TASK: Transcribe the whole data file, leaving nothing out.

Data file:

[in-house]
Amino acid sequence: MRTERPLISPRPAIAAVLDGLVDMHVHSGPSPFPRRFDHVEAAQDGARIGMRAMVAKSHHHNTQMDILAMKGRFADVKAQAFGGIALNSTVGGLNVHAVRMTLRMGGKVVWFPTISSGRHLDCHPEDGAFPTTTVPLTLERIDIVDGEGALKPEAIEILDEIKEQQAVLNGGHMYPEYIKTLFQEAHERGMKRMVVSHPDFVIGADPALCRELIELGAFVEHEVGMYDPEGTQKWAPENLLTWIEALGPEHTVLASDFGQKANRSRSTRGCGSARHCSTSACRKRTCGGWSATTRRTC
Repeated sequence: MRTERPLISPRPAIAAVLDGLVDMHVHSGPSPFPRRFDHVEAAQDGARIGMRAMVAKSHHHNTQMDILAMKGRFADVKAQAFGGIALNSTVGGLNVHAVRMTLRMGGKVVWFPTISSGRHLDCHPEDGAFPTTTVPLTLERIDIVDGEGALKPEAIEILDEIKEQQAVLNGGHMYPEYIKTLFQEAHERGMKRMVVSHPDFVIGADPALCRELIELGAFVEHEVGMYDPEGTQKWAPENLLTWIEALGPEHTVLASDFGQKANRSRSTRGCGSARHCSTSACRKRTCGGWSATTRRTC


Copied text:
[in-house]
Amino acid sequence: MRTERPLISPRPAIAAVLDGLVDMHVHSGPSPFPRRFDHVEAAQDGARIGMRAMVAKSHHHNTQMDILAMKGRFADVKAQAFGGIALNSTVGGLNVHAVRMTLRMGGKVVWFPTISSGRHLDCHPEDGAFPTTTVPLTLERIDIVDGEGALKPEAIEILDEIKEQQAVLNGGHMYPEYIKTLFQEAHERGMKRMVVSHPDFVIGADPALCRELIELGAFVEHEVGMYDPEGTQKWAPENLLTWIEALGPEHTVLASDFGQKANRSRSTRGCGSARHCSTSACRKRTCGGWSATTRRTC
Repeated sequence: MRTERPLISPRPAIAAVLDGLVDMHVHSGPSPFPRRFDHVEAAQDGARIGMRAMVAKSHHHNTQMDILAMKGRFADVKAQAFGGIALNSTVGGLNVHAVRMTLRMGGKVVWFPTISSGRHLDCHPEDGAFPTTTVPLTLERIDIVDGEGALKPEAIEILDEIKEQQAVLNGGHMYPEYIKTLFQEAHERGMKRMVVSHPDFVIGADPALCRELIELGAFVEHEVGMYDPEGTQKWAPENLLTWIEALGPEHTVLASDFGQKANRSRSTRGCGSARHCSTSACRKRTCGGWSATTRRTC